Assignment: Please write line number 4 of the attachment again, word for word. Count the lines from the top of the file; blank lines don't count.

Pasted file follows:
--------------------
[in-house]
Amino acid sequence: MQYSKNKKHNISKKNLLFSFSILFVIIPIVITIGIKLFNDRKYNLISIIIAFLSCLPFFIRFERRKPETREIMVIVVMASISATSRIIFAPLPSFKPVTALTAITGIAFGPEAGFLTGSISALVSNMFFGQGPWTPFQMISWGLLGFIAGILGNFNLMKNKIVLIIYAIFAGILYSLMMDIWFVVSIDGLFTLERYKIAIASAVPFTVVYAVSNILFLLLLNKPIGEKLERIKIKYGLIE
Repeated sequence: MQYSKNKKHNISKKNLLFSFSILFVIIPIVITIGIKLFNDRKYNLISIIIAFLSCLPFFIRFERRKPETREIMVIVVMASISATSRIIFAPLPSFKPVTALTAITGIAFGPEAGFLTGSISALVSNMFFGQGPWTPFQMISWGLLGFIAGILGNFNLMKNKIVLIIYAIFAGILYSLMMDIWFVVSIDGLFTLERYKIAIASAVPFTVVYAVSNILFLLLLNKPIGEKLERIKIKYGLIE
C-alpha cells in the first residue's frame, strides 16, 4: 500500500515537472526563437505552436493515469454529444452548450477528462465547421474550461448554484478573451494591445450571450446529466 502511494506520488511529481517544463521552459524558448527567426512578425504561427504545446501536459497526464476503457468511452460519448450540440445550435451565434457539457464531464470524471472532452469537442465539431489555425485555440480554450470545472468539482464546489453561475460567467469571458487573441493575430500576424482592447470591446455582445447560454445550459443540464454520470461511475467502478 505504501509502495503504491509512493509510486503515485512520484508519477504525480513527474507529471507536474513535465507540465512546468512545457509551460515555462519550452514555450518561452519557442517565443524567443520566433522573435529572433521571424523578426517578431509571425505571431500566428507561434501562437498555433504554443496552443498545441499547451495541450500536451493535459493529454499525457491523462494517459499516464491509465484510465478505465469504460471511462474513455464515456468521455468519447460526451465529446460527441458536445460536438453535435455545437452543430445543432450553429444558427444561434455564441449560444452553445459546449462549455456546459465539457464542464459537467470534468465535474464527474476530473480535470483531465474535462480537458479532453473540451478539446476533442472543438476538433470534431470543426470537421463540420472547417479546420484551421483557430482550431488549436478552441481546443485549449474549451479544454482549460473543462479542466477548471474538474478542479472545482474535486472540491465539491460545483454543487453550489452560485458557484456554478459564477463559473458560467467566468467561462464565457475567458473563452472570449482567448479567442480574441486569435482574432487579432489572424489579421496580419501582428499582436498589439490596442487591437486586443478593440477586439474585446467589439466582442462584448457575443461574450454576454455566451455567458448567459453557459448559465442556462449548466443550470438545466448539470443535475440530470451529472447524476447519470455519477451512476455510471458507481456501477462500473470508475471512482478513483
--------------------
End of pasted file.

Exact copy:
C-alpha cells in the first residue's frame, strides 16, 4: 500500500515537472526563437505552436493515469454529444452548450477528462465547421474550461448554484478573451494591445450571450446529466 502511494506520488511529481517544463521552459524558448527567426512578425504561427504545446501536459497526464476503457468511452460519448450540440445550435451565434457539457464531464470524471472532452469537442465539431489555425485555440480554450470545472468539482464546489453561475460567467469571458487573441493575430500576424482592447470591446455582445447560454445550459443540464454520470461511475467502478 505504501509502495503504491509512493509510486503515485512520484508519477504525480513527474507529471507536474513535465507540465512546468512545457509551460515555462519550452514555450518561452519557442517565443524567443520566433522573435529572433521571424523578426517578431509571425505571431500566428507561434501562437498555433504554443496552443498545441499547451495541450500536451493535459493529454499525457491523462494517459499516464491509465484510465478505465469504460471511462474513455464515456468521455468519447460526451465529446460527441458536445460536438453535435455545437452543430445543432450553429444558427444561434455564441449560444452553445459546449462549455456546459465539457464542464459537467470534468465535474464527474476530473480535470483531465474535462480537458479532453473540451478539446476533442472543438476538433470534431470543426470537421463540420472547417479546420484551421483557430482550431488549436478552441481546443485549449474549451479544454482549460473543462479542466477548471474538474478542479472545482474535486472540491465539491460545483454543487453550489452560485458557484456554478459564477463559473458560467467566468467561462464565457475567458473563452472570449482567448479567442480574441486569435482574432487579432489572424489579421496580419501582428499582436498589439490596442487591437486586443478593440477586439474585446467589439466582442462584448457575443461574450454576454455566451455567458448567459453557459448559465442556462449548466443550470438545466448539470443535475440530470451529472447524476447519470455519477451512476455510471458507481456501477462500473470508475471512482478513483